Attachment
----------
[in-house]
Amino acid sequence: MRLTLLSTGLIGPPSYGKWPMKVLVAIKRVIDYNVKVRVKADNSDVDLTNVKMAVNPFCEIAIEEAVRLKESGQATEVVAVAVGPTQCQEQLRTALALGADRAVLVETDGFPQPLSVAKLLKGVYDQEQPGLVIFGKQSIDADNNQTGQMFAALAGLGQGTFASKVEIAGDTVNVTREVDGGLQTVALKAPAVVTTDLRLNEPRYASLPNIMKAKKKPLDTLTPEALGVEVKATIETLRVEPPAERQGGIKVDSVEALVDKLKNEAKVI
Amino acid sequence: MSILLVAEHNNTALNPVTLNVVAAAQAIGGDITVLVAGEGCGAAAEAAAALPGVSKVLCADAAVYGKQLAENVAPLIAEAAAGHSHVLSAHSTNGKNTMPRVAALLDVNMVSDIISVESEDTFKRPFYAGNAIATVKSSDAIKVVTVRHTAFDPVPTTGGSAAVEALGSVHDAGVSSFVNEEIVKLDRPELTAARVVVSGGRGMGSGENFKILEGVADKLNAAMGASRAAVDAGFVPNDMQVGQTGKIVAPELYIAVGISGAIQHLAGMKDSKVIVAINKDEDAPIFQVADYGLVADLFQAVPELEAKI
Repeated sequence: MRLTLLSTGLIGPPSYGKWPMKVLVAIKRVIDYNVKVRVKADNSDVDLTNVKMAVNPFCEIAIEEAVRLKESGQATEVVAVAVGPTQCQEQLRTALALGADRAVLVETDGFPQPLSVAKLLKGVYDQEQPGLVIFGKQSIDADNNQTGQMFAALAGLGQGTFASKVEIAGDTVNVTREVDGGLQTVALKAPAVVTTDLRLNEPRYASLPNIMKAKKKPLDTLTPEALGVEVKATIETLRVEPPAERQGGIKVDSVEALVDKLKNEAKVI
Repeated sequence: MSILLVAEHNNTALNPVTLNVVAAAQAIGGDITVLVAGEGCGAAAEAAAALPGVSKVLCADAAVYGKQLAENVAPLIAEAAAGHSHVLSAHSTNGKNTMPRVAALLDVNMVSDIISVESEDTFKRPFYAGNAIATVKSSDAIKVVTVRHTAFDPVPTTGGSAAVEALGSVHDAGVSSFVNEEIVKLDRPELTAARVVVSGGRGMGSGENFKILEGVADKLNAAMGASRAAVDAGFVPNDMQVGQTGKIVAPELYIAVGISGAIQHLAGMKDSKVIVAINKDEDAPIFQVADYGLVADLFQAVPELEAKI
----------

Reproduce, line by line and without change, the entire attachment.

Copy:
[in-house]
Amino acid sequence: MRLTLLSTGLIGPPSYGKWPMKVLVAIKRVIDYNVKVRVKADNSDVDLTNVKMAVNPFCEIAIEEAVRLKESGQATEVVAVAVGPTQCQEQLRTALALGADRAVLVETDGFPQPLSVAKLLKGVYDQEQPGLVIFGKQSIDADNNQTGQMFAALAGLGQGTFASKVEIAGDTVNVTREVDGGLQTVALKAPAVVTTDLRLNEPRYASLPNIMKAKKKPLDTLTPEALGVEVKATIETLRVEPPAERQGGIKVDSVEALVDKLKNEAKVI
Amino acid sequence: MSILLVAEHNNTALNPVTLNVVAAAQAIGGDITVLVAGEGCGAAAEAAAALPGVSKVLCADAAVYGKQLAENVAPLIAEAAAGHSHVLSAHSTNGKNTMPRVAALLDVNMVSDIISVESEDTFKRPFYAGNAIATVKSSDAIKVVTVRHTAFDPVPTTGGSAAVEALGSVHDAGVSSFVNEEIVKLDRPELTAARVVVSGGRGMGSGENFKILEGVADKLNAAMGASRAAVDAGFVPNDMQVGQTGKIVAPELYIAVGISGAIQHLAGMKDSKVIVAINKDEDAPIFQVADYGLVADLFQAVPELEAKI
Repeated sequence: MRLTLLSTGLIGPPSYGKWPMKVLVAIKRVIDYNVKVRVKADNSDVDLTNVKMAVNPFCEIAIEEAVRLKESGQATEVVAVAVGPTQCQEQLRTALALGADRAVLVETDGFPQPLSVAKLLKGVYDQEQPGLVIFGKQSIDADNNQTGQMFAALAGLGQGTFASKVEIAGDTVNVTREVDGGLQTVALKAPAVVTTDLRLNEPRYASLPNIMKAKKKPLDTLTPEALGVEVKATIETLRVEPPAERQGGIKVDSVEALVDKLKNEAKVI
Repeated sequence: MSILLVAEHNNTALNPVTLNVVAAAQAIGGDITVLVAGEGCGAAAEAAAALPGVSKVLCADAAVYGKQLAENVAPLIAEAAAGHSHVLSAHSTNGKNTMPRVAALLDVNMVSDIISVESEDTFKRPFYAGNAIATVKSSDAIKVVTVRHTAFDPVPTTGGSAAVEALGSVHDAGVSSFVNEEIVKLDRPELTAARVVVSGGRGMGSGENFKILEGVADKLNAAMGASRAAVDAGFVPNDMQVGQTGKIVAPELYIAVGISGAIQHLAGMKDSKVIVAINKDEDAPIFQVADYGLVADLFQAVPELEAKI